When brakes get really hot, the pad material starts to turn directly into gas and causes the pads to "float."
This is not true. Brake fade is caused by the hydraulic fluid boiling, thereby turning an incompressible fluid into a compressible one, thereby greatly reducing the amount of force applied to the pads.
Yes, the GP is true. This is why in sport and high performance applications you often find cross-drilled brake rotors. While the holes do provide some additional surface area to the rotor which promotes cooling, their primary purpose is to give the gas somewhere to go & thereby allow greater pad-to-rotor friction.
That's not to say that brake fluid doesn't boil, however boiling brake fluid is usually caused by the demand for braking force exceeding the components' ability to dissipate heat away from the caliper, or excessive moisture being present in the brake fluid.
After some training, these people can actually learn to read, and investigations into the brain show that parts of the vision system indeed retrieve their input from the tongue, a taste organ.
Hmm, I'm going to be extremely pedantic and point out that although the tongue is typically considered a "taste organ", they're not using the sense of taste. The tongue is just as much a part of your sense of touch as any other part of your body (well, most any part...), and that's the sense which is being utilized in this case.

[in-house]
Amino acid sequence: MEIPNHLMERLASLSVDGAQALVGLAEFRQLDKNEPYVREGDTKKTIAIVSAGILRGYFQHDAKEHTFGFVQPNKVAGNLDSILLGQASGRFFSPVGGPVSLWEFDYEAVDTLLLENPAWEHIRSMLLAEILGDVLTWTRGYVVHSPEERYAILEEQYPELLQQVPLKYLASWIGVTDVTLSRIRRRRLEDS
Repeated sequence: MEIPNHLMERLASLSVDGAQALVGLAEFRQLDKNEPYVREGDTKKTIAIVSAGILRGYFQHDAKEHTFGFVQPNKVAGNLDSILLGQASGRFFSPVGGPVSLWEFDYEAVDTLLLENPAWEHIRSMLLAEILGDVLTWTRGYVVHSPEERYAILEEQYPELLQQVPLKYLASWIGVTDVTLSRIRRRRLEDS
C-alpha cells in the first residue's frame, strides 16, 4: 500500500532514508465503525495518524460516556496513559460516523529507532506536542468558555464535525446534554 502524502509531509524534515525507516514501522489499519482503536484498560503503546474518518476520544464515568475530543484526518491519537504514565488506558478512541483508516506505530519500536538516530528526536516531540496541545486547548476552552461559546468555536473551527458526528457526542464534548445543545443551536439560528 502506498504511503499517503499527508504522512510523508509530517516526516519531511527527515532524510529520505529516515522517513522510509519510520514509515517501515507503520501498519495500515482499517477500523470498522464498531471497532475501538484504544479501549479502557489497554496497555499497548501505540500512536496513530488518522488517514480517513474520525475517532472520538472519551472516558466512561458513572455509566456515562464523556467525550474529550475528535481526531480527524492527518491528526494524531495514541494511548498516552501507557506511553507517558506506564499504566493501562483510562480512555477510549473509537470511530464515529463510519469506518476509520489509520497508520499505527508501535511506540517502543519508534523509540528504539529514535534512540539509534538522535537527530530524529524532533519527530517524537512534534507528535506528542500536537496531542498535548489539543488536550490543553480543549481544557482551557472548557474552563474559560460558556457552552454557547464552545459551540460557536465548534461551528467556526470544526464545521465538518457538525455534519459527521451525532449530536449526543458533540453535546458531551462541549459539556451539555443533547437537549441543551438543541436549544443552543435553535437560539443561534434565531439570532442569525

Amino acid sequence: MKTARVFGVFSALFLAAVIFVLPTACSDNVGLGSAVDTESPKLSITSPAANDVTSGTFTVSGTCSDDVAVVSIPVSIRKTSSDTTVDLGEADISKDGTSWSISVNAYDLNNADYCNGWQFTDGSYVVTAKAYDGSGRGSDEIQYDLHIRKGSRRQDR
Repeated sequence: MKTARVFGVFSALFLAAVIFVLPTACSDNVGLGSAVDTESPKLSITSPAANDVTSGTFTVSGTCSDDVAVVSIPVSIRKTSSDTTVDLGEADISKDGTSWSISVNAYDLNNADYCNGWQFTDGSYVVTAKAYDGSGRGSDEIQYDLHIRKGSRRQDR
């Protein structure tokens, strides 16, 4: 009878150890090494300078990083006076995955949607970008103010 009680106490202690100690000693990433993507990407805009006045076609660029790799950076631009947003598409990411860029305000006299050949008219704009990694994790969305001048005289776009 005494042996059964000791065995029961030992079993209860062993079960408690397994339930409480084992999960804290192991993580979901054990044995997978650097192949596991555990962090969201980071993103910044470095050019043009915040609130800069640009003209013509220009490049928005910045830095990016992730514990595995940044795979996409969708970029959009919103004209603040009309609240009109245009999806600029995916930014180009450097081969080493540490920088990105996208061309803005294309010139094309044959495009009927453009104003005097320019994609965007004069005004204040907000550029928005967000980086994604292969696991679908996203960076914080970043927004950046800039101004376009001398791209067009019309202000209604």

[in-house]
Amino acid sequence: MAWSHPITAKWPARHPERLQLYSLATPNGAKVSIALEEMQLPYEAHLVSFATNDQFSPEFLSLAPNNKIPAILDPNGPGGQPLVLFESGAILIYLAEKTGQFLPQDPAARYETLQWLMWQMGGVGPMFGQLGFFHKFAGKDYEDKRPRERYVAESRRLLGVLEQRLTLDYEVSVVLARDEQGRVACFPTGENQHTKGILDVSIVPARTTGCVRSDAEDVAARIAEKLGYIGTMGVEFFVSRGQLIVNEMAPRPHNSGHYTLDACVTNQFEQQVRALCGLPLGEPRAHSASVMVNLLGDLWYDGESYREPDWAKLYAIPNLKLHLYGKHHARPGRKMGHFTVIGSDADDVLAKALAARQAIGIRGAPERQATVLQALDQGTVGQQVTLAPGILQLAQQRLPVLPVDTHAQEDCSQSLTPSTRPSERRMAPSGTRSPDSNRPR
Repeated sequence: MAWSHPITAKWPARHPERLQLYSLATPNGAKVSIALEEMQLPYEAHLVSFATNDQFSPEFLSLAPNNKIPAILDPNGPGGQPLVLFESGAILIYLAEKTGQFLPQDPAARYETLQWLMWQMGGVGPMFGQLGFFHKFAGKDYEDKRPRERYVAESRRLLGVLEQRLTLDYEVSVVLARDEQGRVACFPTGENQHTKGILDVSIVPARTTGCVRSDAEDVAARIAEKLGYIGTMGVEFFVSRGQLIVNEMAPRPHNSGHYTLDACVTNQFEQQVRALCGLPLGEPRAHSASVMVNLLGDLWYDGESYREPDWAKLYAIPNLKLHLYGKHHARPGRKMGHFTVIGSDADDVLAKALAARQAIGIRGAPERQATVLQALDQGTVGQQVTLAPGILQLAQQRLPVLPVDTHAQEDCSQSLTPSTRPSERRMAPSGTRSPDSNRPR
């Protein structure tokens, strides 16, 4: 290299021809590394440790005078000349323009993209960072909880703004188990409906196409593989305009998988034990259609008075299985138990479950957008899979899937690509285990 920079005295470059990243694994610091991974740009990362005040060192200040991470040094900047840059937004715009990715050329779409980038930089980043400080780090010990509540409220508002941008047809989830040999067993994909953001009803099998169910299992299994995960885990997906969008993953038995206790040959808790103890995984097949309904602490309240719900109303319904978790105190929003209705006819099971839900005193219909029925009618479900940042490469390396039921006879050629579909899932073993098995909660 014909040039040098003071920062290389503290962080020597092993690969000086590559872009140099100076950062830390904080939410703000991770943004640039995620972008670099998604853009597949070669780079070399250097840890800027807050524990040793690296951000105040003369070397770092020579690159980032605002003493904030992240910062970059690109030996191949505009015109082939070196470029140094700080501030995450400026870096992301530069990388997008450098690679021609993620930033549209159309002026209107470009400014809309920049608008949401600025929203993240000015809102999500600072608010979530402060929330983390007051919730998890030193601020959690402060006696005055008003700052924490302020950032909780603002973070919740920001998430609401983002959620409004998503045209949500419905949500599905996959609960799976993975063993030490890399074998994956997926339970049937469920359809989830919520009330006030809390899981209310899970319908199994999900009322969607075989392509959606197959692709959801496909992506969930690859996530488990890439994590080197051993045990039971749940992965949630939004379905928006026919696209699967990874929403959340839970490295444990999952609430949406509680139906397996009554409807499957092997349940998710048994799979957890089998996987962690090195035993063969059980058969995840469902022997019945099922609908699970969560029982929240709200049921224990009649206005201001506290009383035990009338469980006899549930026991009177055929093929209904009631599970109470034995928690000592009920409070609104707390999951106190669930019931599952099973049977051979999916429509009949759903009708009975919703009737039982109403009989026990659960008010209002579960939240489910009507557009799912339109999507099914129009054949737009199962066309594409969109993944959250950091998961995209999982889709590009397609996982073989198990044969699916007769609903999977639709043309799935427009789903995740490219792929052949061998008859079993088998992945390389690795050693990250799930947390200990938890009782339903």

You could save the online bills to your computer. Many of them are available as PDFs. But, yes, it requires a certain discipline on your part rather than just having them show up in the mail.
I also agree with other posters that companies don't generally do this to go "green", but to make a buck. That is why T-Mobile's plan sounds more offensive.
Well there's always this option: There's overwise alot of very unhealthy kids and we want to show them that by keeping up a certain heart rate during excercise and eating properly, you can become healthy instead of the useless fatass you currently are.
I have the utmost respect for most law enforcement. They have a difficult, dangerous and mostly thankless job to do, but shouldn't they be held accountable for casually breaking the very same laws they are supposed to be enforcing? Additionally, shouldn't we, as citizens, have the right to be able to bring this to someone's attention without having to face laughably bogus charges for our efforts?"The Sipples allegedly caught Kennesaw police officer Richard Perrone speeding up to 17 mph over the speed limit. Perrone alerted Bartow authorities, who in turn visited the Sipples' home to tell them Perrone intended to press charges against them for stalking.
As in certain cults it is possible to kill a process if you know its true name. -- Ken Thompson and Dennis M. Ritchie